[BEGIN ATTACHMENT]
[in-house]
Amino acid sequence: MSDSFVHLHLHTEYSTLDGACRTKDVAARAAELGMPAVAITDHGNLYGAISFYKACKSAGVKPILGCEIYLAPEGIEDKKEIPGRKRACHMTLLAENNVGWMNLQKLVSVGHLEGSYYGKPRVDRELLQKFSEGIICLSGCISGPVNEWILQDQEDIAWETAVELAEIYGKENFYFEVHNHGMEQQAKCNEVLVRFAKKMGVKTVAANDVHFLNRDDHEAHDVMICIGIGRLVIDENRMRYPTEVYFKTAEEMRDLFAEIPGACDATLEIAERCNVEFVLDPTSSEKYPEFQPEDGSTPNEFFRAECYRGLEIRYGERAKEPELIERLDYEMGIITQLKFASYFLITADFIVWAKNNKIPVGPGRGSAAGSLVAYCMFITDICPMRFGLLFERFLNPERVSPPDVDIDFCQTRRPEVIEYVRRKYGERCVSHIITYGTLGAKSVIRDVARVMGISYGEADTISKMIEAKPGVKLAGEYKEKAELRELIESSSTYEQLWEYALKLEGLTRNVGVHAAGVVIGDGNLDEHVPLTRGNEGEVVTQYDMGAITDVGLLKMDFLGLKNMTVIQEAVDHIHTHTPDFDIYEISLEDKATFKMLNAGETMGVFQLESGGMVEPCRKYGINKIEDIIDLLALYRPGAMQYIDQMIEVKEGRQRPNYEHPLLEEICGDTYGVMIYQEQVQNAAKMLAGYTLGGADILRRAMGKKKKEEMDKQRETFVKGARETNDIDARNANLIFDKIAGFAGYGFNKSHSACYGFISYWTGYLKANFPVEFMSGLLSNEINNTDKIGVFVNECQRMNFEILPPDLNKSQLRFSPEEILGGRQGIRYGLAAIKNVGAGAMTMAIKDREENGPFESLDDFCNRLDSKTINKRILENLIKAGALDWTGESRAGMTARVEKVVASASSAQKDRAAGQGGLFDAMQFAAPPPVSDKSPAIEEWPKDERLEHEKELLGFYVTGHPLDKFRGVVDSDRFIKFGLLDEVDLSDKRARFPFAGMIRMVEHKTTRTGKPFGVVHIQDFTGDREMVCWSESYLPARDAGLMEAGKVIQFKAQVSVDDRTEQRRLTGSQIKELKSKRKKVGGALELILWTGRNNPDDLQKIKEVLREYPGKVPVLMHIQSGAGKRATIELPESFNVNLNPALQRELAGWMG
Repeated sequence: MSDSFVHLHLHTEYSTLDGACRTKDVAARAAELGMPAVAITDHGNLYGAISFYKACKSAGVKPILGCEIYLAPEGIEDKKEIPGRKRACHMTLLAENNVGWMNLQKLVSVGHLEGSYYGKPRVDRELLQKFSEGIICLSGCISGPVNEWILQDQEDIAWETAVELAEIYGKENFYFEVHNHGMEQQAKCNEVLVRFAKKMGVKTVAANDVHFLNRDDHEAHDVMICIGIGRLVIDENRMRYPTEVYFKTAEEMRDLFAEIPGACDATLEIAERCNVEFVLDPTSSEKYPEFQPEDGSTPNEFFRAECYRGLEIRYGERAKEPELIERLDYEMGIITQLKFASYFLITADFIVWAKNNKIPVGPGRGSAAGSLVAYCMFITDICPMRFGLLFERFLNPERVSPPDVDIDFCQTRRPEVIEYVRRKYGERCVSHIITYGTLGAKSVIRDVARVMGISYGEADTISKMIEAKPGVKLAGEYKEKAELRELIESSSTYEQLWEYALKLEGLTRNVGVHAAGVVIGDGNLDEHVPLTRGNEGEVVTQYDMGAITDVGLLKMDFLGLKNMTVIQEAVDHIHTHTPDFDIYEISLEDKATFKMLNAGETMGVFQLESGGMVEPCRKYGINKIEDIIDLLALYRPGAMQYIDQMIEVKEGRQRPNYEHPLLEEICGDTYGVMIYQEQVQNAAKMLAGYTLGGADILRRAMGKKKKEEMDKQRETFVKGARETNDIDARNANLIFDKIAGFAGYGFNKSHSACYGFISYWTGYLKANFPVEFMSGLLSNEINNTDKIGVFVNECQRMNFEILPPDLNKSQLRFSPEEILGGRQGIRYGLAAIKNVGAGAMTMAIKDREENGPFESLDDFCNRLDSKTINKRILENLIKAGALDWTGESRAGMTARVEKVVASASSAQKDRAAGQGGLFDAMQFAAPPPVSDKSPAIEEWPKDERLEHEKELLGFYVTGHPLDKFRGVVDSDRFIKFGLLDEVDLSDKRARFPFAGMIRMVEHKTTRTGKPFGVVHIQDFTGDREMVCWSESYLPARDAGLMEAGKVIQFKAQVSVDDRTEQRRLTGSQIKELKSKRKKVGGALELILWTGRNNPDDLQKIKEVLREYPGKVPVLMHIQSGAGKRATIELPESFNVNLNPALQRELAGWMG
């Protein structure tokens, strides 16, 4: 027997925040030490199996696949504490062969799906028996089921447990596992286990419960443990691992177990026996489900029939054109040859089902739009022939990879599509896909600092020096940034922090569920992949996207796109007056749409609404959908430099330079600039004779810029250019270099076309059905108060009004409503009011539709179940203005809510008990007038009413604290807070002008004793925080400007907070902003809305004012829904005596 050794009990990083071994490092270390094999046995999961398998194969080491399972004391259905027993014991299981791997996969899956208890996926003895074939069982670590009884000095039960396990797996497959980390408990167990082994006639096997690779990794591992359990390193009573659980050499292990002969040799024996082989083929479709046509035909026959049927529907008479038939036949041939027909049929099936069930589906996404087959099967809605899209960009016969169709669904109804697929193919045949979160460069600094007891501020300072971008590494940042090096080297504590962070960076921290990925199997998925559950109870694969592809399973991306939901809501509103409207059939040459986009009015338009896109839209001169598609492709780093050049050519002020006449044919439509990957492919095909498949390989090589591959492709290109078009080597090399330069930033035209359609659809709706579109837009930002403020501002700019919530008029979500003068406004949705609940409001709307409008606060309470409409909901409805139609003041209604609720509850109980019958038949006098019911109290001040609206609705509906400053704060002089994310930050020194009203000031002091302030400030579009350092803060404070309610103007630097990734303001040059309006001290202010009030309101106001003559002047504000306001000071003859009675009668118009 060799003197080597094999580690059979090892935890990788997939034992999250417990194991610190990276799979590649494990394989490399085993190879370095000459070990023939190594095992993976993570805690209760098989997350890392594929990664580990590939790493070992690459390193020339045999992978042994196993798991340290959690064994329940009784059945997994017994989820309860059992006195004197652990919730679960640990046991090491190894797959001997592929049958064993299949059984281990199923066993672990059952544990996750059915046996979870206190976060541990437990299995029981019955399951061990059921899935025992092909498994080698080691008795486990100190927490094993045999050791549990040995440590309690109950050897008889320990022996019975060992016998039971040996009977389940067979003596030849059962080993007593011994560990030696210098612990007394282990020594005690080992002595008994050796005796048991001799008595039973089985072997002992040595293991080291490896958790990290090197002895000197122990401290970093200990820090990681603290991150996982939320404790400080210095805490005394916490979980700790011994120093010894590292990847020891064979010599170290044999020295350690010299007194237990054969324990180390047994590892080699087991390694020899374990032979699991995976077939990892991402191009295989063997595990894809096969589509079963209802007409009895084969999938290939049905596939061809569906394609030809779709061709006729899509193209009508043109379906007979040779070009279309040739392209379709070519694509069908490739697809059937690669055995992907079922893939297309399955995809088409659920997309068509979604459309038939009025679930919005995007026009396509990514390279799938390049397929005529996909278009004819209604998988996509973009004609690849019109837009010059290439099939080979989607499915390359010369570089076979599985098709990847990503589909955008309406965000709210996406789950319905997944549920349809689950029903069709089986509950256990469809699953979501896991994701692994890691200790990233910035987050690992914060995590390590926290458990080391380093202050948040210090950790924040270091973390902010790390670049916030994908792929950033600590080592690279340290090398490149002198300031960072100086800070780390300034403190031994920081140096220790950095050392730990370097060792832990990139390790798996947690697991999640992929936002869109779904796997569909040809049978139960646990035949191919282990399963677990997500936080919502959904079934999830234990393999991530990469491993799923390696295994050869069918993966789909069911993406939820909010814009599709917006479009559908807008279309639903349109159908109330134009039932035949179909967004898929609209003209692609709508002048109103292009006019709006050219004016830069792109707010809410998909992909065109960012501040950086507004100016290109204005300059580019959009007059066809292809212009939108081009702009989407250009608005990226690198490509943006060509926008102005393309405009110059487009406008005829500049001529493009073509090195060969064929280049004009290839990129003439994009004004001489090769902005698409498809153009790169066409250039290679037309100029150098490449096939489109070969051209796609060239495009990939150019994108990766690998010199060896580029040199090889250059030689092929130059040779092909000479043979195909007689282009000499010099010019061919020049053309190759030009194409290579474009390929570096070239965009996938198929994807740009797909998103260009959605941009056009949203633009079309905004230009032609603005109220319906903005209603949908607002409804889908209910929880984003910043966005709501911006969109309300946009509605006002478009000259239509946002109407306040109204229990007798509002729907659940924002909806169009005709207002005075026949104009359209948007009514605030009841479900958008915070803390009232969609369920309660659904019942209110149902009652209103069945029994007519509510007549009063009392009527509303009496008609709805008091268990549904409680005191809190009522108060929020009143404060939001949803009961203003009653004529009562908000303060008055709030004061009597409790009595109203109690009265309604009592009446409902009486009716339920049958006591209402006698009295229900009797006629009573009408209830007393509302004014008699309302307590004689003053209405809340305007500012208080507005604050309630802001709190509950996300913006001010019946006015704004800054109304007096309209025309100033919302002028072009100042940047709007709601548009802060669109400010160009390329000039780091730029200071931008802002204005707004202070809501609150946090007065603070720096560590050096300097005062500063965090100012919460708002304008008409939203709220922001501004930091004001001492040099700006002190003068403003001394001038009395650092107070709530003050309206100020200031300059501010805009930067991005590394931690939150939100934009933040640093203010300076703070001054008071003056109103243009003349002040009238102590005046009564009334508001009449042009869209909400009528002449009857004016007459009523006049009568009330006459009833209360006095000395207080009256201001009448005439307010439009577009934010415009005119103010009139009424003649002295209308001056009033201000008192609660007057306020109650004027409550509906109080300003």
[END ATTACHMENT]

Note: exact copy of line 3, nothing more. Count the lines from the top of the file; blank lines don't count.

Repeated sequence: MSDSFVHLHLHTEYSTLDGACRTKDVAARAAELGMPAVAITDHGNLYGAISFYKACKSAGVKPILGCEIYLAPEGIEDKKEIPGRKRACHMTLLAENNVGWMNLQKLVSVGHLEGSYYGKPRVDRELLQKFSEGIICLSGCISGPVNEWILQDQEDIAWETAVELAEIYGKENFYFEVHNHGMEQQAKCNEVLVRFAKKMGVKTVAANDVHFLNRDDHEAHDVMICIGIGRLVIDENRMRYPTEVYFKTAEEMRDLFAEIPGACDATLEIAERCNVEFVLDPTSSEKYPEFQPEDGSTPNEFFRAECYRGLEIRYGERAKEPELIERLDYEMGIITQLKFASYFLITADFIVWAKNNKIPVGPGRGSAAGSLVAYCMFITDICPMRFGLLFERFLNPERVSPPDVDIDFCQTRRPEVIEYVRRKYGERCVSHIITYGTLGAKSVIRDVARVMGISYGEADTISKMIEAKPGVKLAGEYKEKAELRELIESSSTYEQLWEYALKLEGLTRNVGVHAAGVVIGDGNLDEHVPLTRGNEGEVVTQYDMGAITDVGLLKMDFLGLKNMTVIQEAVDHIHTHTPDFDIYEISLEDKATFKMLNAGETMGVFQLESGGMVEPCRKYGINKIEDIIDLLALYRPGAMQYIDQMIEVKEGRQRPNYEHPLLEEICGDTYGVMIYQEQVQNAAKMLAGYTLGGADILRRAMGKKKKEEMDKQRETFVKGARETNDIDARNANLIFDKIAGFAGYGFNKSHSACYGFISYWTGYLKANFPVEFMSGLLSNEINNTDKIGVFVNECQRMNFEILPPDLNKSQLRFSPEEILGGRQGIRYGLAAIKNVGAGAMTMAIKDREENGPFESLDDFCNRLDSKTINKRILENLIKAGALDWTGESRAGMTARVEKVVASASSAQKDRAAGQGGLFDAMQFAAPPPVSDKSPAIEEWPKDERLEHEKELLGFYVTGHPLDKFRGVVDSDRFIKFGLLDEVDLSDKRARFPFAGMIRMVEHKTTRTGKPFGVVHIQDFTGDREMVCWSESYLPARDAGLMEAGKVIQFKAQVSVDDRTEQRRLTGSQIKELKSKRKKVGGALELILWTGRNNPDDLQKIKEVLREYPGKVPVLMHIQSGAGKRATIELPESFNVNLNPALQRELAGWMG